Myopathy associated BAG3 mutations lead to protein aggregation by stalling Hsp70 networks

Melanie Meister-Broekema, Rebecca Freilich, Chandhuru Jagadeesan, Jennifer N. Rauch, Rocio Bengoechea, William W. Motley, E. F. Elsiena Kuiper, Melania Minoia, Gabriel V. Furtado, Maria A. W. H. van Waarde, Shawn J. Bird, Adriana Rebelo, Stephan Zuchner, Peter Pytel, Steven S. Scherer, Federica F. Morelli, Serena Carra, Conrad C. Weihl, Steven Bergink, Jason E. Gestwicki & Harm H. Kampinga. Nature Communications, Volume 9, Issue 1, 1 December 2018, Article number 5342 Read More

Abstract

BAG3 is a multi-domain hub that connects two classes of chaperones, small heat shock proteins (sHSPs) via two isoleucine-proline-valine (IPV) motifs and Hsp70 via a BAG domain. Mutations in either the IPV or BAG domain of BAG3 cause a dominant form of myopathy, characterized by protein aggregation in both skeletal and cardiac muscle tissues. Surprisingly, for both disease mutants, impaired chaperone binding is not sufficient to explain disease phenotypes. Recombinant mutants are correctly folded, show unaffected Hsp70 binding but are impaired in stimulating Hsp70-dependent client processing. As a consequence, the mutant BAG3 proteins become the node for a dominant gain of function causing aggregation of itself, Hsp70, Hsp70 clients and tiered interactors within the BAG3 interactome. Importantly, genetic and pharmaceutical interference with Hsp70 binding completely reverses stress-induced protein aggregation for both BAG3 mutations. Thus, the gain of function effects of BAG3 mutants act as Achilles heel of the HSP70 machinery. © 2018, The Author(s).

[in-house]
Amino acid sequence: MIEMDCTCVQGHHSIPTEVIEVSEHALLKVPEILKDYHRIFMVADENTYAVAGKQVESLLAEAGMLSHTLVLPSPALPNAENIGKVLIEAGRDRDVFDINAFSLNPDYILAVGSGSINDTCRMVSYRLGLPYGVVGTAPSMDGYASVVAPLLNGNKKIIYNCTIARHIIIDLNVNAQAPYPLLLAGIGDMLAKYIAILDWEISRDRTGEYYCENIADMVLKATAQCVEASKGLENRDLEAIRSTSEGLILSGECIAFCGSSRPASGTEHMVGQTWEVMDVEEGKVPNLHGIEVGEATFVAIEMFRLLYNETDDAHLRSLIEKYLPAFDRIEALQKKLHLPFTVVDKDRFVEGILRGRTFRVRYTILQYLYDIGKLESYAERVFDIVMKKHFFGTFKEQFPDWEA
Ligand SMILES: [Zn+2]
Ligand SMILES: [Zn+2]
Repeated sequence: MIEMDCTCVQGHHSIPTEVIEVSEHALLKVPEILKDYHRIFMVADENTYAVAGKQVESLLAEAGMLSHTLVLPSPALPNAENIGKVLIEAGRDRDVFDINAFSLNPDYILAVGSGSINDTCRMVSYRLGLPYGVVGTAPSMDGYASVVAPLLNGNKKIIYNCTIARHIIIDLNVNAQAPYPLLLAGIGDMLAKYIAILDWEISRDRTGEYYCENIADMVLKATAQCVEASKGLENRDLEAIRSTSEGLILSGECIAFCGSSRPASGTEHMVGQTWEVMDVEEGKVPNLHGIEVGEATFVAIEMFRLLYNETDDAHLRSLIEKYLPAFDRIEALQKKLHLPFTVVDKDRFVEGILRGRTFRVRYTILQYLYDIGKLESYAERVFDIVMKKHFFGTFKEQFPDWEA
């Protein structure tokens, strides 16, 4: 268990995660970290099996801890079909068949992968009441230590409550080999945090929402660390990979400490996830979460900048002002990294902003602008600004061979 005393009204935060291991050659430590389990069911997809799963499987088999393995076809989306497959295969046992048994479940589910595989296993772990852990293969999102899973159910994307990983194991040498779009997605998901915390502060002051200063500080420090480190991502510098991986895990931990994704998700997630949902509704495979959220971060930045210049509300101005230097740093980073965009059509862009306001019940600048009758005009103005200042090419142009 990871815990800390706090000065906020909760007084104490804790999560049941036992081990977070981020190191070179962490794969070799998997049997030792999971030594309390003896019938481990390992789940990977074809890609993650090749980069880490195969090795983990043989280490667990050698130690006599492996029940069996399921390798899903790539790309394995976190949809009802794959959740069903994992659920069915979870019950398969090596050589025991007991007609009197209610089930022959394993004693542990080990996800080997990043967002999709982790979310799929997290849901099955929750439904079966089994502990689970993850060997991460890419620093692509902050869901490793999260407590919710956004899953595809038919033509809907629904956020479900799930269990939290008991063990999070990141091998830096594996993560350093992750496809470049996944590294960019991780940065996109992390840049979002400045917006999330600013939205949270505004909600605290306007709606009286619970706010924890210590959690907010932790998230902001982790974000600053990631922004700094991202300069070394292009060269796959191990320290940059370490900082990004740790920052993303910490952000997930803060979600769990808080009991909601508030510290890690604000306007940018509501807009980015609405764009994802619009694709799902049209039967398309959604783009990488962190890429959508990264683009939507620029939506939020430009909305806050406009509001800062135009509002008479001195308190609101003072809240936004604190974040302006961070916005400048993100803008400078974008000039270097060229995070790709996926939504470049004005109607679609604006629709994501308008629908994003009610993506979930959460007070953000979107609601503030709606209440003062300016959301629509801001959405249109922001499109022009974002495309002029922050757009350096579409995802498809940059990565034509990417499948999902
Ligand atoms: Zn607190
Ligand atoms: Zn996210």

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Posted on January 2, 2019
Posted in: HPAN, Neurodegeneration, Publications Authors: